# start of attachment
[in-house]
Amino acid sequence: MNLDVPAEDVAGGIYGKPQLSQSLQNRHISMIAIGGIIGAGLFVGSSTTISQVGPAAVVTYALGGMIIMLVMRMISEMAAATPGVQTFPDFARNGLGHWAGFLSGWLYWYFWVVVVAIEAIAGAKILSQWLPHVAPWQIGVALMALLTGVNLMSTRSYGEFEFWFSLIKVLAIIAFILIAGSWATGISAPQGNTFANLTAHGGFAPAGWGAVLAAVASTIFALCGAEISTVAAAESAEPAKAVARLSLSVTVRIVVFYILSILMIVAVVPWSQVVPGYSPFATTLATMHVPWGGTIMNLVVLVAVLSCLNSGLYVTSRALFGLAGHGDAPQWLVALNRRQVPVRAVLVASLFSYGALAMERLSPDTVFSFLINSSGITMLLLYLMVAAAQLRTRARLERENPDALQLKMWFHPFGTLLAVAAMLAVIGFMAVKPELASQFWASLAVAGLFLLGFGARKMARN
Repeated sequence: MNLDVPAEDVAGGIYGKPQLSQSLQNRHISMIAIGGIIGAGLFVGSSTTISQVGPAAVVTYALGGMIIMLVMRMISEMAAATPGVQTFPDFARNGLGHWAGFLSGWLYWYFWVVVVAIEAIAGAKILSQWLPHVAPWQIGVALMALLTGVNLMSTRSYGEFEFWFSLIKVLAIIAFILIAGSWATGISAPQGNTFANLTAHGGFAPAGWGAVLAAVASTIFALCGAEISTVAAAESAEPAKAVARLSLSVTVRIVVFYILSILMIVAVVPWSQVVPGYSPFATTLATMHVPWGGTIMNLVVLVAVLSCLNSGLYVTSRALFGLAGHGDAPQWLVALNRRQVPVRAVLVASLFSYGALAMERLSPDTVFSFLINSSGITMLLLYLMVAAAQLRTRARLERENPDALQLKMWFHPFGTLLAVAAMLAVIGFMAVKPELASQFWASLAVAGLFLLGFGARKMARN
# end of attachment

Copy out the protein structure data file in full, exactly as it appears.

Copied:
[in-house]
Amino acid sequence: MNLDVPAEDVAGGIYGKPQLSQSLQNRHISMIAIGGIIGAGLFVGSSTTISQVGPAAVVTYALGGMIIMLVMRMISEMAAATPGVQTFPDFARNGLGHWAGFLSGWLYWYFWVVVVAIEAIAGAKILSQWLPHVAPWQIGVALMALLTGVNLMSTRSYGEFEFWFSLIKVLAIIAFILIAGSWATGISAPQGNTFANLTAHGGFAPAGWGAVLAAVASTIFALCGAEISTVAAAESAEPAKAVARLSLSVTVRIVVFYILSILMIVAVVPWSQVVPGYSPFATTLATMHVPWGGTIMNLVVLVAVLSCLNSGLYVTSRALFGLAGHGDAPQWLVALNRRQVPVRAVLVASLFSYGALAMERLSPDTVFSFLINSSGITMLLLYLMVAAAQLRTRARLERENPDALQLKMWFHPFGTLLAVAAMLAVIGFMAVKPELASQFWASLAVAGLFLLGFGARKMARN
Repeated sequence: MNLDVPAEDVAGGIYGKPQLSQSLQNRHISMIAIGGIIGAGLFVGSSTTISQVGPAAVVTYALGGMIIMLVMRMISEMAAATPGVQTFPDFARNGLGHWAGFLSGWLYWYFWVVVVAIEAIAGAKILSQWLPHVAPWQIGVALMALLTGVNLMSTRSYGEFEFWFSLIKVLAIIAFILIAGSWATGISAPQGNTFANLTAHGGFAPAGWGAVLAAVASTIFALCGAEISTVAAAESAEPAKAVARLSLSVTVRIVVFYILSILMIVAVVPWSQVVPGYSPFATTLATMHVPWGGTIMNLVVLVAVLSCLNSGLYVTSRALFGLAGHGDAPQWLVALNRRQVPVRAVLVASLFSYGALAMERLSPDTVFSFLINSSGITMLLLYLMVAAAQLRTRARLERENPDALQLKMWFHPFGTLLAVAAMLAVIGFMAVKPELASQFWASLAVAGLFLLGFGARKMARN